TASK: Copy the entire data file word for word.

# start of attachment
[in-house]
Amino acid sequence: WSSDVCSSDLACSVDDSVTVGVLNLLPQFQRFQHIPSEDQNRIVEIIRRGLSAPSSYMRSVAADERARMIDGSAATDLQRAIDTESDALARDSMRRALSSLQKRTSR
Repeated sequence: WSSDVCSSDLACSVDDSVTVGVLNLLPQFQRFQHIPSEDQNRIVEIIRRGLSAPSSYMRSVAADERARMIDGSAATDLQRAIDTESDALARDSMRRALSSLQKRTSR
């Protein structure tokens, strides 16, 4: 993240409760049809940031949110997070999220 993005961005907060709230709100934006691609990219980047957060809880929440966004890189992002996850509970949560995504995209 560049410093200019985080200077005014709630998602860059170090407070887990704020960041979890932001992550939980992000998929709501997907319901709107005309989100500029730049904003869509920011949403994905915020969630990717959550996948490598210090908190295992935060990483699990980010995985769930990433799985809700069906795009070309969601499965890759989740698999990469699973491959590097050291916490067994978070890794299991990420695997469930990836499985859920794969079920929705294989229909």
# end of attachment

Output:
[in-house]
Amino acid sequence: WSSDVCSSDLACSVDDSVTVGVLNLLPQFQRFQHIPSEDQNRIVEIIRRGLSAPSSYMRSVAADERARMIDGSAATDLQRAIDTESDALARDSMRRALSSLQKRTSR
Repeated sequence: WSSDVCSSDLACSVDDSVTVGVLNLLPQFQRFQHIPSEDQNRIVEIIRRGLSAPSSYMRSVAADERARMIDGSAATDLQRAIDTESDALARDSMRRALSSLQKRTSR
């Protein structure tokens, strides 16, 4: 993240409760049809940031949110997070999220 993005961005907060709230709100934006691609990219980047957060809880929440966004890189992002996850509970949560995504995209 560049410093200019985080200077005014709630998602860059170090407070887990704020960041979890932001992550939980992000998929709501997907319901709107005309989100500029730049904003869509920011949403994905915020969630990717959550996948490598210090908190295992935060990483699990980010995985769930990433799985809700069906795009070309969601499965890759989740698999990469699973491959590097050291916490067994978070890794299991990420695997469930990836499985859920794969079920929705294989229909």